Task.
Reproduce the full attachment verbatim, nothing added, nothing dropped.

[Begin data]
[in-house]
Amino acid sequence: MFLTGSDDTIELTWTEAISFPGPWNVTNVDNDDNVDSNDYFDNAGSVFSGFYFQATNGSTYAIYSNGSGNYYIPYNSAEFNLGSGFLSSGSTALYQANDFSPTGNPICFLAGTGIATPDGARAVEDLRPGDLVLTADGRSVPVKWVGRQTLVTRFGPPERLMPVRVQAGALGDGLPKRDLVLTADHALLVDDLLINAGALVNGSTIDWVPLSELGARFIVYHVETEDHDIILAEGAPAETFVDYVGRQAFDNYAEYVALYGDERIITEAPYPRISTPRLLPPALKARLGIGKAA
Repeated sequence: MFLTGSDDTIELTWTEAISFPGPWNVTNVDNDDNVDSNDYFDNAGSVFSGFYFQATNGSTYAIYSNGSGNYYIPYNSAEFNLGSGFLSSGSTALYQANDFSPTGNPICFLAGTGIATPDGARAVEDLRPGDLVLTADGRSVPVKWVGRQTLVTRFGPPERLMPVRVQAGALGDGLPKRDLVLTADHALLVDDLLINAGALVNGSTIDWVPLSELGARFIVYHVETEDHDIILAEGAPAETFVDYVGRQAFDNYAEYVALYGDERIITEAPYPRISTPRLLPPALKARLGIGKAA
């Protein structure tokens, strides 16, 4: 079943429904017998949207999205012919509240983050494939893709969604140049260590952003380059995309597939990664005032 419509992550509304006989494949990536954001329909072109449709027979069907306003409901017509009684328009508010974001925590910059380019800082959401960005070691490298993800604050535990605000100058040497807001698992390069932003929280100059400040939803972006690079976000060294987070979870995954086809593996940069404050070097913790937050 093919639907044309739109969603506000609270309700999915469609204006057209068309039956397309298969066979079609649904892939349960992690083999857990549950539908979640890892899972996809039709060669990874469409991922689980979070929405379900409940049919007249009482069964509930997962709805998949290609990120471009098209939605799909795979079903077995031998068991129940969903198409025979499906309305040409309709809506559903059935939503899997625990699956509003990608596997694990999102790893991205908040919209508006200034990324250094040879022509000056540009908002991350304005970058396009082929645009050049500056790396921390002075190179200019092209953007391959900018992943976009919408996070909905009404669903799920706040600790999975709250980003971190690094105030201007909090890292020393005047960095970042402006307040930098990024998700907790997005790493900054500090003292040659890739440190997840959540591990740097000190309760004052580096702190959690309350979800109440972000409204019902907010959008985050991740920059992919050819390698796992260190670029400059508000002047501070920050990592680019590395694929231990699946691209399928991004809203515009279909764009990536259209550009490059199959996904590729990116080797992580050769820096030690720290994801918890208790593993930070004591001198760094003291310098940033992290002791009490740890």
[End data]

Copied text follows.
[in-house]
Amino acid sequence: MFLTGSDDTIELTWTEAISFPGPWNVTNVDNDDNVDSNDYFDNAGSVFSGFYFQATNGSTYAIYSNGSGNYYIPYNSAEFNLGSGFLSSGSTALYQANDFSPTGNPICFLAGTGIATPDGARAVEDLRPGDLVLTADGRSVPVKWVGRQTLVTRFGPPERLMPVRVQAGALGDGLPKRDLVLTADHALLVDDLLINAGALVNGSTIDWVPLSELGARFIVYHVETEDHDIILAEGAPAETFVDYVGRQAFDNYAEYVALYGDERIITEAPYPRISTPRLLPPALKARLGIGKAA
Repeated sequence: MFLTGSDDTIELTWTEAISFPGPWNVTNVDNDDNVDSNDYFDNAGSVFSGFYFQATNGSTYAIYSNGSGNYYIPYNSAEFNLGSGFLSSGSTALYQANDFSPTGNPICFLAGTGIATPDGARAVEDLRPGDLVLTADGRSVPVKWVGRQTLVTRFGPPERLMPVRVQAGALGDGLPKRDLVLTADHALLVDDLLINAGALVNGSTIDWVPLSELGARFIVYHVETEDHDIILAEGAPAETFVDYVGRQAFDNYAEYVALYGDERIITEAPYPRISTPRLLPPALKARLGIGKAA
């Protein structure tokens, strides 16, 4: 079943429904017998949207999205012919509240983050494939893709969604140049260590952003380059995309597939990664005032 419509992550509304006989494949990536954001329909072109449709027979069907306003409901017509009684328009508010974001925590910059380019800082959401960005070691490298993800604050535990605000100058040497807001698992390069932003929280100059400040939803972006690079976000060294987070979870995954086809593996940069404050070097913790937050 093919639907044309739109969603506000609270309700999915469609204006057209068309039956397309298969066979079609649904892939349960992690083999857990549950539908979640890892899972996809039709060669990874469409991922689980979070929405379900409940049919007249009482069964509930997962709805998949290609990120471009098209939605799909795979079903077995031998068991129940969903198409025979499906309305040409309709809506559903059935939503899997625990699956509003990608596997694990999102790893991205908040919209508006200034990324250094040879022509000056540009908002991350304005970058396009082929645009050049500056790396921390002075190179200019092209953007391959900018992943976009919408996070909905009404669903799920706040600790999975709250980003971190690094105030201007909090890292020393005047960095970042402006307040930098990024998700907790997005790493900054500090003292040659890739440190997840959540591990740097000190309760004052580096702190959690309350979800109440972000409204019902907010959008985050991740920059992919050819390698796992260190670029400059508000002047501070920050990592680019590395694929231990699946691209399928991004809203515009279909764009990536259209550009490059199959996904590729990116080797992580050769820096030690720290994801918890208790593993930070004591001198760094003291310098940033992290002791009490740890």